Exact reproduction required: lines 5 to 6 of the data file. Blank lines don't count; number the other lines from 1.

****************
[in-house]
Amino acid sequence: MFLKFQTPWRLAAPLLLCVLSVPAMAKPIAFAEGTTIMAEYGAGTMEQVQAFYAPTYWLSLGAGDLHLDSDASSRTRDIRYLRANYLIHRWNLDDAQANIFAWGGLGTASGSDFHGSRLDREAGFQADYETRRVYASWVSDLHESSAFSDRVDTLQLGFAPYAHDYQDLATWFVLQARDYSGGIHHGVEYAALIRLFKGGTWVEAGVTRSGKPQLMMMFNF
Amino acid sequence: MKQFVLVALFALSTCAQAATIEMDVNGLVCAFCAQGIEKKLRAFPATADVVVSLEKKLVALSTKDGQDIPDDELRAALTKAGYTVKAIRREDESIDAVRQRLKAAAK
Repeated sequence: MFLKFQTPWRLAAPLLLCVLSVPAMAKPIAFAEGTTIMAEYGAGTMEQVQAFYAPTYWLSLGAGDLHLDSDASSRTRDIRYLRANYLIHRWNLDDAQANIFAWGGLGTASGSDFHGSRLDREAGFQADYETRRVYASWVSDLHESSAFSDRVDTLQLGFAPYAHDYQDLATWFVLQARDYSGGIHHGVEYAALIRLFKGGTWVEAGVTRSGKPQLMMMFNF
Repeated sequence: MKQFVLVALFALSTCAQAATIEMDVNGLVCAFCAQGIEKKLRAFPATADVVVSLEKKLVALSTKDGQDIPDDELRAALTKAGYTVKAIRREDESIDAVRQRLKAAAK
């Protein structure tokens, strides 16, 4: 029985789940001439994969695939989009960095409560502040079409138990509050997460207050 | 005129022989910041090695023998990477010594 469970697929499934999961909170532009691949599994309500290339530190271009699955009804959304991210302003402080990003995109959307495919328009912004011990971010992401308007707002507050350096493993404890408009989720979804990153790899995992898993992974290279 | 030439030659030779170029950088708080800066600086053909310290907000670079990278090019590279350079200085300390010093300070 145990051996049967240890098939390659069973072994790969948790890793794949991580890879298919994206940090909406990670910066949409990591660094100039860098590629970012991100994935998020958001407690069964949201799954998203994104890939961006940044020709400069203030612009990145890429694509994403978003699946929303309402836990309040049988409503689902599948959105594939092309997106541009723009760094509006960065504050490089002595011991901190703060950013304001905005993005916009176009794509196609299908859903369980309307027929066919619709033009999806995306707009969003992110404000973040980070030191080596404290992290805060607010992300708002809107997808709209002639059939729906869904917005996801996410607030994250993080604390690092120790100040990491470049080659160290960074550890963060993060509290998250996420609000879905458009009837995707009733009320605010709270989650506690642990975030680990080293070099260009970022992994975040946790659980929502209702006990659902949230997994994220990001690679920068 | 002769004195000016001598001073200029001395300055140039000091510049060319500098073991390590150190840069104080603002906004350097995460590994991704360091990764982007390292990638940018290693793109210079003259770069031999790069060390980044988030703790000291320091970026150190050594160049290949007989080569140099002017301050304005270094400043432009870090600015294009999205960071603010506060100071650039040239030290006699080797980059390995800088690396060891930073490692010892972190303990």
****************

Repeated sequence: MKQFVLVALFALSTCAQAATIEMDVNGLVCAFCAQGIEKKLRAFPATADVVVSLEKKLVALSTKDGQDIPDDELRAALTKAGYTVKAIRREDESIDAVRQRLKAAAK
């Protein structure tokens, strides 16, 4: 029985789940001439994969695939989009960095409560502040079409138990509050997460207050 | 005129022989910041090695023998990477010594 469970697929499934999961909170532009691949599994309500290339530190271009699955009804959304991210302003402080990003995109959307495919328009912004011990971010992401308007707002507050350096493993404890408009989720979804990153790899995992898993992974290279 | 030439030659030779170029950088708080800066600086053909310290907000670079990278090019590279350079200085300390010093300070 145990051996049967240890098939390659069973072994790969948790890793794949991580890879298919994206940090909406990670910066949409990591660094100039860098590629970012991100994935998020958001407690069964949201799954998203994104890939961006940044020709400069203030612009990145890429694509994403978003699946929303309402836990309040049988409503689902599948959105594939092309997106541009723009760094509006960065504050490089002595011991901190703060950013304001905005993005916009176009794509196609299908859903369980309307027929066919619709033009999806995306707009969003992110404000973040980070030191080596404290992290805060607010992300708002809107997808709209002639059939729906869904917005996801996410607030994250993080604390690092120790100040990491470049080659160290960074550890963060993060509290998250996420609000879905458009009837995707009733009320605010709270989650506690642990975030680990080293070099260009970022992994975040946790659980929502209702006990659902949230997994994220990001690679920068 | 002769004195000016001598001073200029001395300055140039000091510049060319500098073991390590150190840069104080603002906004350097995460590994991704360091990764982007390292990638940018290693793109210079003259770069031999790069060390980044988030703790000291320091970026150190050594160049290949007989080569140099002017301050304005270094400043432009870090600015294009999205960071603010506060100071650039040239030290006699080797980059390995800088690396060891930073490692010892972190303990």